Angela Knight: Don’t forget it is recovery and resolution, not just resolution; there is a difference. Can I, as a large financial entity that hits a real problem, recover from that, or do I have to go into the resolution regime that flowed from the Banking Act of earlier this year? There are two different things; they are not the same.
Adrian Coles mentioned the cost-benefit analysis that is necessary. We need a wider economy impact analysis in this area and many other areas, because there is an increasing assumption that more regulation and more costs can be absorbed somehow, amorphously, by an institution with apparently no external effect or impact whatever. That is not correct. If you increase the cost of operation of anything, that ultimately increases the costs of the goods and services provided to the customers, limits the goods and services provided to customers, or does both. It is the same in the financial world as it is anywhere else. Impacts on real economy from many of these changes are essential, anyway. It is just that we are so far from even starting discussions on what the international authorities—let alone the local authorities—are thinking about recovery resolution that this is seriously premature.
Adrian Coles: Just picking up on Angela’s point on recovery, the FSA already requires building societies—and, I am sure, banks as well—to have contingency plans in place for a very wide range of possible occurrences. We have held a number of conferences for our members, taking them through what to do if you get a run, if you run out of liquidity, or if adverse media comments that are untrue affect your institution. Many of these things are already covered. To go back to Angela’s final point, we need to be careful of just building layers of regulation on top of what already happens. The question is, “Does this actually add anything?” That was a point we started off the session with.
Q200Mr. Breed: There are two other R’s that might come before recovery and resolution. Will these plans make potential risk more transparent, and will they make the institutions potentially more resilient?
Angela Knight: I would say that if you start off with just a plan, and that plan sets out the various aspects of involvement and potential interconnectedness of the business that you undertake—don’t forget that Chinese walls mean that sometimes that interconnectedness is viewed at a higher rather than a lower level, and has to be viewed that way by requirement—and, as is happening elsewhere, there are both greater responsibilities placed on risk officers and a much greater focus on risk from the board downwards, inevitably as you start to draw up that plan there will be changes to what you do and how to do it that may well flow much earlier. That is simply because, as you rightly say, you have greater transparency and understanding, perhaps, of some of the ways in which different arms of your operation are working and connect together. That is the important aspect. That is the thing with which we all agree. We are talking about the high-level, gut-instinct view of what these things need to be.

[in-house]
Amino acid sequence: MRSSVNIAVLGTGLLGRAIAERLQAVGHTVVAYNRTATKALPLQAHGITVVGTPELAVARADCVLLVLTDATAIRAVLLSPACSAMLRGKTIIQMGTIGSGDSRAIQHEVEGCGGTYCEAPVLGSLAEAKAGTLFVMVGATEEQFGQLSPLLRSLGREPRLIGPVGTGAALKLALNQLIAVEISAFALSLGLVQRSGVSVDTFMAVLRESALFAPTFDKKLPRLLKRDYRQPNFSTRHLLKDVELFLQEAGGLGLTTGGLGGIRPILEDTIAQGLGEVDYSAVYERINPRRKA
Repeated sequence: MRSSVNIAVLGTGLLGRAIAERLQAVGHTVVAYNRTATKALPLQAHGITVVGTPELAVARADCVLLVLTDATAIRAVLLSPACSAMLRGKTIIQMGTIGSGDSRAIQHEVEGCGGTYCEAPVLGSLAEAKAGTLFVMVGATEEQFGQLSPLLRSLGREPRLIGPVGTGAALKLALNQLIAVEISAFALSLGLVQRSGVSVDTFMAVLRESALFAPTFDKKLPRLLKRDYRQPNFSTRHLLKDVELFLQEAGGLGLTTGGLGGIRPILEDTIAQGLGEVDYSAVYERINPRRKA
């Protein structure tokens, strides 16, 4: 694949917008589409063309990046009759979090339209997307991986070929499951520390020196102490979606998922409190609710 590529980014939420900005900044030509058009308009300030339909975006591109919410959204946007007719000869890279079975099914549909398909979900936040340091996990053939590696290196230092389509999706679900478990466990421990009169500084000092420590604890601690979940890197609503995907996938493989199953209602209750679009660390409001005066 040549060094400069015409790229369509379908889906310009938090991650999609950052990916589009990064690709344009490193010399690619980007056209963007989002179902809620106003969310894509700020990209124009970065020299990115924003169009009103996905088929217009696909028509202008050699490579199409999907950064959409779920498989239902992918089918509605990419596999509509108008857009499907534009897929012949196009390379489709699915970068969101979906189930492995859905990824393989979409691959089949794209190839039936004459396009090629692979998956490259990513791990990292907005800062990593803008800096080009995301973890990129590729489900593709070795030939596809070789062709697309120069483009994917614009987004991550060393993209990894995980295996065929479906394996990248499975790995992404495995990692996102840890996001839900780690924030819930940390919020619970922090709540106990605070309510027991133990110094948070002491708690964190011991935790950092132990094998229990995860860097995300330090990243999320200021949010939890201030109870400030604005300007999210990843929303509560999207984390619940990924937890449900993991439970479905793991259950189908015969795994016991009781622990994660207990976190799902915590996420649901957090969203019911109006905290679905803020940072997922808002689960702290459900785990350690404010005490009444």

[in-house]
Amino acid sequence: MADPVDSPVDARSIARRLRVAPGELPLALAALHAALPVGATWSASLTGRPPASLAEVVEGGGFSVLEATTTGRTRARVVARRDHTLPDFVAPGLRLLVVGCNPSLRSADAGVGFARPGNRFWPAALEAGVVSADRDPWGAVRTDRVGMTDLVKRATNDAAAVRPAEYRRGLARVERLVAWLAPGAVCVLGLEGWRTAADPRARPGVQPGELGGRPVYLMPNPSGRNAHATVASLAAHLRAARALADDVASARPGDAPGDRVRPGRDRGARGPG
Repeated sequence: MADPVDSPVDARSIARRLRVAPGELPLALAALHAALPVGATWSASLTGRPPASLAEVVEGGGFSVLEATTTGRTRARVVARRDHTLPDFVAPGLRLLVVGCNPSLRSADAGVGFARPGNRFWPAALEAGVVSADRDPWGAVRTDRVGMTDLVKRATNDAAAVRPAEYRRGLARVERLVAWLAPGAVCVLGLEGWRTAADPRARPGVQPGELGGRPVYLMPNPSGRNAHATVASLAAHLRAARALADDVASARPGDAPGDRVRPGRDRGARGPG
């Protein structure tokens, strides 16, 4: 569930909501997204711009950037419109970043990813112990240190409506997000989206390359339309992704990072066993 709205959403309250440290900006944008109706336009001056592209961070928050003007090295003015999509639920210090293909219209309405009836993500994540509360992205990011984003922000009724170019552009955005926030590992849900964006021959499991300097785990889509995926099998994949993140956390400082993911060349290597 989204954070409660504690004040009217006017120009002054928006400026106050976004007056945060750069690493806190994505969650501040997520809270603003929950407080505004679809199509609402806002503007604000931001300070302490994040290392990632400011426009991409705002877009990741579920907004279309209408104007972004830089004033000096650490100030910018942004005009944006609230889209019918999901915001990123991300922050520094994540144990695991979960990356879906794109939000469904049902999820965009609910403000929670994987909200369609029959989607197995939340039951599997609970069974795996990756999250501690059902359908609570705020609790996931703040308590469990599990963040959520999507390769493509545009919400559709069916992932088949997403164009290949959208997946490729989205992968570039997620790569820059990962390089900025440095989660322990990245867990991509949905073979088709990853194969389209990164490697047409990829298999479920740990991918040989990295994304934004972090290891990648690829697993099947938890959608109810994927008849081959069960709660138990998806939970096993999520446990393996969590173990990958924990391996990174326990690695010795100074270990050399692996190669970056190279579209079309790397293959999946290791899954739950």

Resilience is a mixture of understanding your risks, and of providing sensible and coherent mechanisms for addressing those risks. The question is “Does that flow?”, and the answer is “Yes, in part”. But what I have just said in answer to your question is not what is written in the Bill, and it is not what we know—or do not know—about how the international authorities are developing in this area. Therefore the nature, extent, breadth and depth of what is going to be required in the recovery and resolution plans remains, at this stage, unknown. That is something that is of concern to the industry, and it can be very costly. We do have various mechanisms in place. Is it going to be necessary? Probably, but on the depth, we need to wait and consult. We need to be very careful that it is not just an additional overlap, but that it does the things that we want it to do, which is to enable better concentration on the risks that an organisation is running.
Q201Mr. Hoban: May I follow on from this line of questioning? This debate has focused on resolution and recovery plans for banks and building societies, but of course the scope of the Bill can potentially go beyond that. It says that the regulations must cover authorised persons subject to part 1 of the Banking Act 2009—that is, banks and building societies—but that potentially means that other organisations in the financial services sector could be covered. Matthew, the CBI represents a broader swathe of people than either Angela or Adrian does. What are your members’ comments on, say, insurance companies or asset managers being required to set up these plans?
Matthew Fell: Well, it is absolutely the same message that Adrian was talking about: there should be a sort of proportionality test. The members would absolutely say that. If we had an insurer represented on the panel here today, one of the first things they would say is “Insurance isn’t banking, so make sure that what you put in place is fit for purpose for all, and that you are not just designing something for one component part of the overall system.” They would absolutely share those concerns.
Q202Mr. Hoban: Is it your expectation, though, that these plans will be rolled out to insurers, asset managers and other financial services businesses?
Matthew Fell: As we see the text in front of us today, that is absolutely a possibility. If the question was, “Is that the intention?” or “Is that appropriate?”, we would have a different answer. That comes back to the systemic risk test, which is about the whole interconnectedness of institutions and the ripple effect that they have through the entire economy. That seems to be where we should be focusing our efforts: where do you draw the line to get the appropriate balance that is required for them?
Angela Knight: Of course, in the UK, you have banks that own insurers, and in continental Europe, you have not only that, but insurers that own banks. Suppose you have an insurer that, in the EU, owns a bank that operates as either a branch or subsidiary in the UK. Whatever we have done here becomes a bit immaterial if they have not done it over there. That is why I harp on about the issue of internationality.
Q203Mr. Breed: The Treasury Committee visited three capitals in Europe last week, and it certainly looks as if they are not going down that particular route—at least not at the moment.
Angela Knight: There are some countries that are very strongly against this. They say that it is unnecessary, and they are not going to require their industry to do it. Some of the countries that have said that are very big countries and are important to the UK.
Q204Mr. Hoban: Which countries are they?
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Prepared 11 December 2009